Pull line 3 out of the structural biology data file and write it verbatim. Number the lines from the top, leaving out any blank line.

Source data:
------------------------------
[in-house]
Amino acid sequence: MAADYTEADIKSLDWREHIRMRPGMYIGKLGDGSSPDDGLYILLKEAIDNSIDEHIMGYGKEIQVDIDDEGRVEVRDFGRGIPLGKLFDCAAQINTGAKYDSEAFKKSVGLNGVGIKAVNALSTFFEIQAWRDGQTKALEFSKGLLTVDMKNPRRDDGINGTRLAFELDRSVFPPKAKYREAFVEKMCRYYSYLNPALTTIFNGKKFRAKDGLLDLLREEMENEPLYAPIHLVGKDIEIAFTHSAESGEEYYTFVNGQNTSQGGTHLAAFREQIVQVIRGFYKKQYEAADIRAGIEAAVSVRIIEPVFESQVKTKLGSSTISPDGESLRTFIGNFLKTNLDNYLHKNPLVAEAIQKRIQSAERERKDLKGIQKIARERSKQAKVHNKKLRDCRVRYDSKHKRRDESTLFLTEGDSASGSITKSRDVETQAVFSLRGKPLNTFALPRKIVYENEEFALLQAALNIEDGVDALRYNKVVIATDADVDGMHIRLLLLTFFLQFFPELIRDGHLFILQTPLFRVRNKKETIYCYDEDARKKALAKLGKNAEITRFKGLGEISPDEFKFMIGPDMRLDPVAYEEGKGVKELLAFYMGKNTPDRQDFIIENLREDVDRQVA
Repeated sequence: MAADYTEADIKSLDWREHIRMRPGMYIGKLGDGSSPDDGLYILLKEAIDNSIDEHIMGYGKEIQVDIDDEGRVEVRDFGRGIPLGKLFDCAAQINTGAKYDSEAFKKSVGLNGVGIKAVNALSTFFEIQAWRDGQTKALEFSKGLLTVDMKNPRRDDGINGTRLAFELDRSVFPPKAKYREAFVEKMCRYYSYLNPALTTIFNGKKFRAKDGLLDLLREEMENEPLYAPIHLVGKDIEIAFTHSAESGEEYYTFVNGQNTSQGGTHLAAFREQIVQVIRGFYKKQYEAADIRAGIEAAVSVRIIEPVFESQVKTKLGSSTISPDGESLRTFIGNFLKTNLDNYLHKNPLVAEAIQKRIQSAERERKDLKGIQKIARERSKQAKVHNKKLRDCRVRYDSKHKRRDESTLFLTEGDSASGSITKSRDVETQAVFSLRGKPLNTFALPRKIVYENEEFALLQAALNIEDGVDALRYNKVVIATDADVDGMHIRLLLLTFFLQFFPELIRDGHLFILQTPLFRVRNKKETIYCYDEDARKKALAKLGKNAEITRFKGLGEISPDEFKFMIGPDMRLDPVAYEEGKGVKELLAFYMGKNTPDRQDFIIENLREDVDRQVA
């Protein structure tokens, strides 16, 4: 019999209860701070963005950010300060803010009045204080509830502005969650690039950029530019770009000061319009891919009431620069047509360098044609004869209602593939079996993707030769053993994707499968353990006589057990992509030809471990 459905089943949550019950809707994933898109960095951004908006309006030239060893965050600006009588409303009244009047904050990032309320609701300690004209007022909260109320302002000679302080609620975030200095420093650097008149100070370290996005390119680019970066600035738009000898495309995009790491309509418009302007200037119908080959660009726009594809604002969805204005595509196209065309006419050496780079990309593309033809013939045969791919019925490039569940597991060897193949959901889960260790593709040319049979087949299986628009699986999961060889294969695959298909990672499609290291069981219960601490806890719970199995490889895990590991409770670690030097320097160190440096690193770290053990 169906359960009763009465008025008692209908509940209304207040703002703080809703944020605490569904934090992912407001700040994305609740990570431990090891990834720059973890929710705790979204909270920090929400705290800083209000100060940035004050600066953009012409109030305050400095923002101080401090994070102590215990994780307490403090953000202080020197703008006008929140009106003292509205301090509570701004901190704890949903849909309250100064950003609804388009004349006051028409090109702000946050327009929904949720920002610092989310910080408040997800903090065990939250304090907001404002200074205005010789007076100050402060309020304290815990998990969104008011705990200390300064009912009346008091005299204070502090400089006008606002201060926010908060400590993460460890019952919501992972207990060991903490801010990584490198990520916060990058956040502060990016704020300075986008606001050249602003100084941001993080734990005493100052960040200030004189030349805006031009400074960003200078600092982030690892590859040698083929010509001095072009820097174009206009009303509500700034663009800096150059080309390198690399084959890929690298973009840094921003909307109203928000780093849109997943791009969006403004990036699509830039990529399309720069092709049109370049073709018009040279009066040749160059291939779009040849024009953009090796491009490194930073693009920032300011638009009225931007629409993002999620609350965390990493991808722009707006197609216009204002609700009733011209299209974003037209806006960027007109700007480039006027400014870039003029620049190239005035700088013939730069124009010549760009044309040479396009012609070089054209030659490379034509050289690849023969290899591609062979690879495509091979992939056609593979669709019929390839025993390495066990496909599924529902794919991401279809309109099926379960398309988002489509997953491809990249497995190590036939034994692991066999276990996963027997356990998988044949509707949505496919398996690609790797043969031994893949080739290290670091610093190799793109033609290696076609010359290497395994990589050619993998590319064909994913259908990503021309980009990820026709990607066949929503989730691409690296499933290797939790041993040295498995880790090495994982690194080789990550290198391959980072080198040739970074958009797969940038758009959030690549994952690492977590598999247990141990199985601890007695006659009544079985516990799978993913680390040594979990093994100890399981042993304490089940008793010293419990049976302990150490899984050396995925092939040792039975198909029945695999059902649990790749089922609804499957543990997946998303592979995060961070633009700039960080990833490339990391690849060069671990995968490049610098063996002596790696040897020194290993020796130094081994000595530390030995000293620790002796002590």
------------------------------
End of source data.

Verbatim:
Repeated sequence: MAADYTEADIKSLDWREHIRMRPGMYIGKLGDGSSPDDGLYILLKEAIDNSIDEHIMGYGKEIQVDIDDEGRVEVRDFGRGIPLGKLFDCAAQINTGAKYDSEAFKKSVGLNGVGIKAVNALSTFFEIQAWRDGQTKALEFSKGLLTVDMKNPRRDDGINGTRLAFELDRSVFPPKAKYREAFVEKMCRYYSYLNPALTTIFNGKKFRAKDGLLDLLREEMENEPLYAPIHLVGKDIEIAFTHSAESGEEYYTFVNGQNTSQGGTHLAAFREQIVQVIRGFYKKQYEAADIRAGIEAAVSVRIIEPVFESQVKTKLGSSTISPDGESLRTFIGNFLKTNLDNYLHKNPLVAEAIQKRIQSAERERKDLKGIQKIARERSKQAKVHNKKLRDCRVRYDSKHKRRDESTLFLTEGDSASGSITKSRDVETQAVFSLRGKPLNTFALPRKIVYENEEFALLQAALNIEDGVDALRYNKVVIATDADVDGMHIRLLLLTFFLQFFPELIRDGHLFILQTPLFRVRNKKETIYCYDEDARKKALAKLGKNAEITRFKGLGEISPDEFKFMIGPDMRLDPVAYEEGKGVKELLAFYMGKNTPDRQDFIIENLREDVDRQVA